Pilot Mountain State Park, located in the northern Piedmont area of North Carolina, is recognizable from miles away. The park's namesake peak, also known as Big Pinnacle, dramatically rises 1,400 feet above the valley floor. The trees and vegetation covering the pinnacle's jagged rocks are similar to the plants growing in the nearby Blue Ridge Mountains. The people of North Carolina are proud of this park and see its growth over the years as a symbol of the preservation of the state's natural beauty.
There's so much natural beauty to enjoy at Pilot Mountain, which is a haven for hikers, trail-riders, rock-climbers, and birdwatchers. In addition to its eponymous mountain, the park boasts thick forests, a beautiful stretch of the Yadkin River, and many miles of trails. Even though all of the park's activities operate year-round, camping within the park is only available on a seasonal basis.
Outdoor enthusiasts of all types will enjoy their stay in Pilot Mountain State Park. The park is unique, and whether you are planning to stay a week, or you are just passing through the area, Pilot Mountain is sure to be one of your favorite RV stops in North Carolina!
The park is 20 miles north of Winston-Salem, NC and 170 miles east of Asheville, NC. Drivers should be aware that the park is broken into two main sections: northern and southern. If you're an RVer wanting to camp or take in the views at Pilot Mountain, you'll want to access the northern, mountainious section of the park, which is also home to the park office. The southern section of the park, just a few miles away, offers some additional hiking trails and access to the Yadkin River.
Visitors shouldn't rely on GPS systems to access the park, as service is unreliable in the area. The mountain is visible from 20 miles away from the highway and serves as a beacon for travelers. The park is adjacent to US 52, and there's ample signage for travelers to follow.
Please stay informed of the posted park hours. For the safety of the people camping, the gates remain locked outside of park hours. Even with reservations, visitors are not allowed to enter the park after closing, and people who visit park patrons will not be able to leave once the gates close. In the case of emergencies, notify the camp hosts, and they can assist you.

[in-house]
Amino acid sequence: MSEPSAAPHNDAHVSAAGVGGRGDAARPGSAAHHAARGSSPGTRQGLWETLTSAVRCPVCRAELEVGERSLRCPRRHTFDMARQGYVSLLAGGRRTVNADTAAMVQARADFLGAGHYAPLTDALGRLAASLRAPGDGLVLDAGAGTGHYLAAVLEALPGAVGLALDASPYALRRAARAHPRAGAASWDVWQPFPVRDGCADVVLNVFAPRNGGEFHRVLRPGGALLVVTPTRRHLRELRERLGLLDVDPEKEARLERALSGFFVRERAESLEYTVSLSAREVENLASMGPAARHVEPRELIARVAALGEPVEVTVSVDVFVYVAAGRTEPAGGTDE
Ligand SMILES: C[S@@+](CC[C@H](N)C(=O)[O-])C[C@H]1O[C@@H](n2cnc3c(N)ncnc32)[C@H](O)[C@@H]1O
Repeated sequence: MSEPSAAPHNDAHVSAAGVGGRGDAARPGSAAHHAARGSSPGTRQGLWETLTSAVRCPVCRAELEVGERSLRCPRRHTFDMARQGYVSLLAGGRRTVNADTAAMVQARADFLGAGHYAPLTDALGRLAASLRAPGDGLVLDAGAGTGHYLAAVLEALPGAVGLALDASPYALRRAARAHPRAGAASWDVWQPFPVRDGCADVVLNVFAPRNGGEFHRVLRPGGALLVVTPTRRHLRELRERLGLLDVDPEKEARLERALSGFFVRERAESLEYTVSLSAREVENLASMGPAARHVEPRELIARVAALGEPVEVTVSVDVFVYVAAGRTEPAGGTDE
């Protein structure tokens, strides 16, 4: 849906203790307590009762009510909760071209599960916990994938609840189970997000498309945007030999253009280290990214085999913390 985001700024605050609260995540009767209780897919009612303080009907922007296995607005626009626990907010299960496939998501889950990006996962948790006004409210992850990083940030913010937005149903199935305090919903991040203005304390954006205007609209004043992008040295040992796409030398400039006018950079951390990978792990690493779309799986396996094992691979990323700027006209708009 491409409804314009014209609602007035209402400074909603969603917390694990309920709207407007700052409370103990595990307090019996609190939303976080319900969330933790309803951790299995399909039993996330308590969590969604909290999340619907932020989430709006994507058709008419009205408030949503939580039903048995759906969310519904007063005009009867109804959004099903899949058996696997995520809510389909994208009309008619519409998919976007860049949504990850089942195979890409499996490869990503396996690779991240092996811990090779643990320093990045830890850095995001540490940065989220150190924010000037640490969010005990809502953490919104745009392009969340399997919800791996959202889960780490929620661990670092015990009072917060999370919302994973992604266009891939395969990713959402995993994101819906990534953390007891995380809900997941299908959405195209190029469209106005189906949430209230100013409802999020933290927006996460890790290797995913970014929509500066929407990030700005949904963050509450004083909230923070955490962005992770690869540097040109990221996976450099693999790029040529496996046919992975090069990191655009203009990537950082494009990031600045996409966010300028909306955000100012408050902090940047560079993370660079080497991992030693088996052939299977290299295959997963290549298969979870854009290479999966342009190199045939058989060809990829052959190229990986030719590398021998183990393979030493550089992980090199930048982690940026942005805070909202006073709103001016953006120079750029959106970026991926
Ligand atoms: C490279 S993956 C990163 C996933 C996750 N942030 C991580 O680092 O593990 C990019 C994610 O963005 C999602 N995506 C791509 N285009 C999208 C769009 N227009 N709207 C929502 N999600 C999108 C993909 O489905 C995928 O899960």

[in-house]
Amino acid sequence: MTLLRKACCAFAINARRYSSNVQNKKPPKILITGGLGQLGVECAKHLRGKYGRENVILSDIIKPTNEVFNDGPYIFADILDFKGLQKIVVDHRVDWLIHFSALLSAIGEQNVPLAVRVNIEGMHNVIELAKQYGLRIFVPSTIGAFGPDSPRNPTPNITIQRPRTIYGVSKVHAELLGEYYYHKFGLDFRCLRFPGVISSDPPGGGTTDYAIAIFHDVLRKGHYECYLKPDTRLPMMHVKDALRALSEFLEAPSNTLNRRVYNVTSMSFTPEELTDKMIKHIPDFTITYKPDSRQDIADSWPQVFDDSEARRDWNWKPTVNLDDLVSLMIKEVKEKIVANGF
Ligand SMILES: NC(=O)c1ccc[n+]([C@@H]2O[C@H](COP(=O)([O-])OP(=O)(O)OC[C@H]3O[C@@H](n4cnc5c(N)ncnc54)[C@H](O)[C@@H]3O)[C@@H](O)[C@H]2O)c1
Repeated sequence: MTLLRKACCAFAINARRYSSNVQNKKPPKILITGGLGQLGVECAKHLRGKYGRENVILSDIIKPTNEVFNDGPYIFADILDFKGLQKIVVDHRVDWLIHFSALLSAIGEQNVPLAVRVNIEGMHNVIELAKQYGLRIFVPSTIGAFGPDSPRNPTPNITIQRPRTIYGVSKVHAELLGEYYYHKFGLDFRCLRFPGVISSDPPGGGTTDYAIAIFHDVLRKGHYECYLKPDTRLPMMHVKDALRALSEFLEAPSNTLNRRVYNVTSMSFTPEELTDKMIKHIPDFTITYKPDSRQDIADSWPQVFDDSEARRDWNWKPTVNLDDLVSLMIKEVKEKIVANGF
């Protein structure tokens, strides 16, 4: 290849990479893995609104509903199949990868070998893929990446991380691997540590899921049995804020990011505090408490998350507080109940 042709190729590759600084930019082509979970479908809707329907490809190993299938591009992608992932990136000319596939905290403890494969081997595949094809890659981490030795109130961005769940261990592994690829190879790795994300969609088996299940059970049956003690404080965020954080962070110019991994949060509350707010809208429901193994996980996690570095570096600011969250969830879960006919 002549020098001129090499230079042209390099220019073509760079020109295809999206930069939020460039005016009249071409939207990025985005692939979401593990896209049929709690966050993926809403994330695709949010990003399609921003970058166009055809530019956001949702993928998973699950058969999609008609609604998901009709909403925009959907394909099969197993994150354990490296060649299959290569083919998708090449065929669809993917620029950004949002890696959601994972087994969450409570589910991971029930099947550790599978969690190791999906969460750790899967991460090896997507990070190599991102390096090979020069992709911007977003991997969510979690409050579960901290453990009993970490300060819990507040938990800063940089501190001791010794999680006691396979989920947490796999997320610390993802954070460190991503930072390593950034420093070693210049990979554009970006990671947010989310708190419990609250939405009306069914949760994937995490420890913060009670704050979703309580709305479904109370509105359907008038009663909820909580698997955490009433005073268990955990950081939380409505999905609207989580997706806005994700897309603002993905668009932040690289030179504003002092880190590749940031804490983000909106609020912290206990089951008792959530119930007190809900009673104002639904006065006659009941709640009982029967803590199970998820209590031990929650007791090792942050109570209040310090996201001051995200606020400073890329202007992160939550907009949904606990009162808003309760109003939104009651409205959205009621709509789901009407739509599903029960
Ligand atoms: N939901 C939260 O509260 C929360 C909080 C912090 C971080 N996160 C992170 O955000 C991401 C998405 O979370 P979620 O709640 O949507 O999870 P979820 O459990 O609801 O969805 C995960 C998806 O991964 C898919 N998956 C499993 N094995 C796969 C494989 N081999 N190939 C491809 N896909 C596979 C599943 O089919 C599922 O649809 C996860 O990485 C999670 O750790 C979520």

The main road into the park does have some steep bits and sharp turns, so take things slow as you approach. Also, if you're traveling during winter, be aware that the area does get (infrequent) snow. Freezing roads after winter rain are another hazard. Stay on top of local weather alerts, though, and you should be fine.
All of Pilot Mountain's sites are back-in, but there's ample space between sites, and maneuvering shouldn't pose much of a problem. Once at the campground, several trailheads, plus the park amphitheater, are within walking distance. RV camping is NOT available at the park's southern portion, though there several lots for passenger vehicles. Keep in mind that the park can get overcrowded most weekends during the busy season. If the park is at capacity, it will close to new visitors until parking space opens up.
Come to the Fancy Gap, Virginia and experience the Blue Ridge Parkway, known as one of “America's most scenic drives.” Other local attractions include the picturesque Mabry Mill, the idyllic community of Meadows of Dan, U-pick orchards, and a winery. At the Fancy Gap/Blue Ridge Parkway KOA, big rigs up to 75 feet in length can be easily accommodated. The campground offers full-hookup sites with their own pet areas, up to 50-amp service, fire pits/rings, and picnic or patio furniture. Buy local produce and whip up healthy meals at the convenient Kamping Kitchen. Stay in touch with family and friends with Wi-Fi and cable TV, or lounge by the pool. Propane and firewood are also available on-site.